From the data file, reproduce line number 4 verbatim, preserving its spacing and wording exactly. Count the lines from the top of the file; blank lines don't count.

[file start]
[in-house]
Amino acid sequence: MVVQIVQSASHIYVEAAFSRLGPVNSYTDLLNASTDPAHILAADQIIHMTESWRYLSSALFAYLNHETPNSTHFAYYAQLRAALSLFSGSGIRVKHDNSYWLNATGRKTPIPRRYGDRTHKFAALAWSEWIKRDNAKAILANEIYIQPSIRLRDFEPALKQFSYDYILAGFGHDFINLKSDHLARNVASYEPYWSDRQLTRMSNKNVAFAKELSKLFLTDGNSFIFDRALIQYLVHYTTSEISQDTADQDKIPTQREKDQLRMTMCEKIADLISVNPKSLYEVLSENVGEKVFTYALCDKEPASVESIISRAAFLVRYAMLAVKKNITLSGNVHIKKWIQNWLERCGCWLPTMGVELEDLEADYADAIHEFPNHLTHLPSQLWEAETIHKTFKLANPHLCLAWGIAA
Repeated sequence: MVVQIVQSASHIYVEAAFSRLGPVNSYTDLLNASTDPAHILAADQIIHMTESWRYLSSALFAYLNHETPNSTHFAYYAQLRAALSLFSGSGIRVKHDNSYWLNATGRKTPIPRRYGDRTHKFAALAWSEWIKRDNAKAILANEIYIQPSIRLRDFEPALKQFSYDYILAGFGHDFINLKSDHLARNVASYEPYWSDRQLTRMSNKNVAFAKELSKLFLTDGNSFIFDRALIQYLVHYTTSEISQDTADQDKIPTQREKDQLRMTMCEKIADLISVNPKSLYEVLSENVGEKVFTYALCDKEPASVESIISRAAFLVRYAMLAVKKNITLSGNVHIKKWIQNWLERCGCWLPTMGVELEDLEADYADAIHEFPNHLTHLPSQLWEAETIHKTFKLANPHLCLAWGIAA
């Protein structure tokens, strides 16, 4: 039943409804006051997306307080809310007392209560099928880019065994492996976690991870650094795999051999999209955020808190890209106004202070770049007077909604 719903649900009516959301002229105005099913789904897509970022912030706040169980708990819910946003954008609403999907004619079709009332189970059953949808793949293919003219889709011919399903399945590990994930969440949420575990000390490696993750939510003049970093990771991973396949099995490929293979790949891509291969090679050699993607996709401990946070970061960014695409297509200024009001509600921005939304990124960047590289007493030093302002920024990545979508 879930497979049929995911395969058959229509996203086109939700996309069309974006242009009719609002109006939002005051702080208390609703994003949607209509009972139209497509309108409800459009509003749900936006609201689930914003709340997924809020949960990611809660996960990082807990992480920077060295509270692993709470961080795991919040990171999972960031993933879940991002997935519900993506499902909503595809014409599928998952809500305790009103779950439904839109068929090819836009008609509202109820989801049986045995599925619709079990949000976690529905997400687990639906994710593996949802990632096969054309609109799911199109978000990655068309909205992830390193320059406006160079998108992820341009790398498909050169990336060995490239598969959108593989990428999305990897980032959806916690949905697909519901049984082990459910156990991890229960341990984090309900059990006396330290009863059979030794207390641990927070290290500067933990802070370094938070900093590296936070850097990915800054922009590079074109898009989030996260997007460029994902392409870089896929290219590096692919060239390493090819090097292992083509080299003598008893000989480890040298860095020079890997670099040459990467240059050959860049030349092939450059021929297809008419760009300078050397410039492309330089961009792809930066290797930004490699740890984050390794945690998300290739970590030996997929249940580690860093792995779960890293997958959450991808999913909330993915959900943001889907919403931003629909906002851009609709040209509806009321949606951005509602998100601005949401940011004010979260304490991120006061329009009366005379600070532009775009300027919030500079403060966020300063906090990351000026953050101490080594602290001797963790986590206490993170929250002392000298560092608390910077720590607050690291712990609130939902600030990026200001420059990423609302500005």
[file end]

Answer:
């Protein structure tokens, strides 16, 4: 039943409804006051997306307080809310007392209560099928880019065994492996976690991870650094795999051999999209955020808190890209106004202070770049007077909604 719903649900009516959301002229105005099913789904897509970022912030706040169980708990819910946003954008609403999907004619079709009332189970059953949808793949293919003219889709011919399903399945590990994930969440949420575990000390490696993750939510003049970093990771991973396949099995490929293979790949891509291969090679050699993607996709401990946070970061960014695409297509200024009001509600921005939304990124960047590289007493030093302002920024990545979508 879930497979049929995911395969058959229509996203086109939700996309069309974006242009009719609002109006939002005051702080208390609703994003949607209509009972139209497509309108409800459009509003749900936006609201689930914003709340997924809020949960990611809660996960990082807990992480920077060295509270692993709470961080795991919040990171999972960031993933879940991002997935519900993506499902909503595809014409599928998952809500305790009103779950439904839109068929090819836009008609509202109820989801049986045995599925619709079990949000976690529905997400687990639906994710593996949802990632096969054309609109799911199109978000990655068309909205992830390193320059406006160079998108992820341009790398498909050169990336060995490239598969959108593989990428999305990897980032959806916690949905697909519901049984082990459910156990991890229960341990984090309900059990006396330290009863059979030794207390641990927070290290500067933990802070370094938070900093590296936070850097990915800054922009590079074109898009989030996260997007460029994902392409870089896929290219590096692919060239390493090819090097292992083509080299003598008893000989480890040298860095020079890997670099040459990467240059050959860049030349092939450059021929297809008419760009300078050397410039492309330089961009792809930066290797930004490699740890984050390794945690998300290739970590030996997929249940580690860093792995779960890293997958959450991808999913909330993915959900943001889907919403931003629909906002851009609709040209509806009321949606951005509602998100601005949401940011004010979260304490991120006061329009009366005379600070532009775009300027919030500079403060966020300063906090990351000026953050101490080594602290001797963790986590206490993170929250002392000298560092608390910077720590607050690291712990609130939902600030990026200001420059990423609302500005």